Don't Bet on Fuel Cells, Manufacturer Says
(Reuters) The producer of fuel cells that can recharge mobile phones and portable music players told industrialists and policymakers last week not to count on the power packs to solve the energy crisis.
"Don't hold your breath on fuel cells. Every 10 years they say commercial deployment is only 10 years away. We're still not seeing any real fuel cells that can run, say, a car," said Robert Lifton, chief executive of Medis Technologies. He was participating in several discussions on energy at the World Economic Forum, an annual huddle of government officials, corporate executives and special interest groups.
Medis itself will not provide the solution either, because its Power Pack fuel cell will only power small portable devices, and cannot be used for bigger items such as computers or cars.
"Our product doesn't scale," Lifton said, adding that the company's first working prototypes would be introduced in May. The company plans to put a $29.99 price tag on its fuel cell for portable consumer electronics, such as handsets, MP3 players and digital cameras. Each cartridge of fuel, which will power a cell phone for some 12 hours, will be priced at $1.50.
Its fuel cell should be among the very first commercial applications of an electrochemical process that was first discovered in the nineteenth century. A fuel cell converts the chemical energy of a fuel and oxidant to electrical energy.
In the United States, fuel cells, and the hydrogen that is used in many models as a fuel, is seen as a solution to keep engines running, even when the world runs out of fossil fuels later this century. President Bush supported a $1.3 billion research program to develop such fuel cells.
Many Japanese companies are also working on fuel cells, with Toshiba claiming a prototype that powers a laptop. NEC has boasted about a record level of milliwatts it can generate per square centimeter of reaction surface. Franco-Italian chip maker STMicroelectronics is using chip-making technology to increase energy generation.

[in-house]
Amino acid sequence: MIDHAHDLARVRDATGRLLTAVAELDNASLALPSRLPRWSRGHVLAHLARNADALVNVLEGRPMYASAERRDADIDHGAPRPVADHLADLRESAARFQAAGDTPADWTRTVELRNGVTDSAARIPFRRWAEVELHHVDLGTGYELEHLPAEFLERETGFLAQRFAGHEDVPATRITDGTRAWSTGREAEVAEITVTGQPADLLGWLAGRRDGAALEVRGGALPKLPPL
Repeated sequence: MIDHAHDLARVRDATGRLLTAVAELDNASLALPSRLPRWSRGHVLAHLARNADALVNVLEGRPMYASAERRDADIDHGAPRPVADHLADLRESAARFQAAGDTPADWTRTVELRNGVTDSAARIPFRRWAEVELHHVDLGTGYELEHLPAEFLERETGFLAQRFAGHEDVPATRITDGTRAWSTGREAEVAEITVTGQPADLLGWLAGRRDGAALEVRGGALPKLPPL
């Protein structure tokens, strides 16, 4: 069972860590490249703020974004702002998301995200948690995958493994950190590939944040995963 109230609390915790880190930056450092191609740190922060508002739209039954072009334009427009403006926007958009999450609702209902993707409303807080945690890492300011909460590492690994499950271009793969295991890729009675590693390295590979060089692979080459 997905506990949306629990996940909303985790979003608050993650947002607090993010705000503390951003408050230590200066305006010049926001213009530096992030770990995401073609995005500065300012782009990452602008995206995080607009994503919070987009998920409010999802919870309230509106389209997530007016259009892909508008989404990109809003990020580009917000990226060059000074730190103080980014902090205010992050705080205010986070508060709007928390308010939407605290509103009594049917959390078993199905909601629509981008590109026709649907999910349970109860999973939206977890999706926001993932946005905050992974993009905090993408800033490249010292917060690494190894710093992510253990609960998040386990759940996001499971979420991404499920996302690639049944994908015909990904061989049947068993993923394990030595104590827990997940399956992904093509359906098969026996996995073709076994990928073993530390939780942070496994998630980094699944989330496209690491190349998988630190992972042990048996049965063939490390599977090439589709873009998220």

Fuel cells are better for the environment than ordinary batteries, which contain heavy metals. Fuel cells only produce electricity, water, and in some cases heat. But Lifton said hydrogen fuel cells still had to overcome essential problems, such as excess heat and water generation.
Governments should focus on energy preservation, and not hope that fuel cell technology will catch up with energy needs. He and others also pointed out that fuel cells could only be a solution to the upcoming energy crisis if the fuel, such as hydrogen, is generated with renewable energy sources.
Hydrogen can either be generated by wind or solar energy, or by using fossil fuels such as gas.
Companies like Shell Renewables, a unit of Royal Dutch, is talking to governments to emphasize that fuel cell technology should be combined with renewable energy.
Solar cells and wind mills generate only a fraction of the world's energy needs at the moment, less than one percent.
Long-term scenario planning by Shell forecasts that in 30 to 40 years renewable energy will generate over one-third of all global energy requirements. Story by Lucas van Grinsven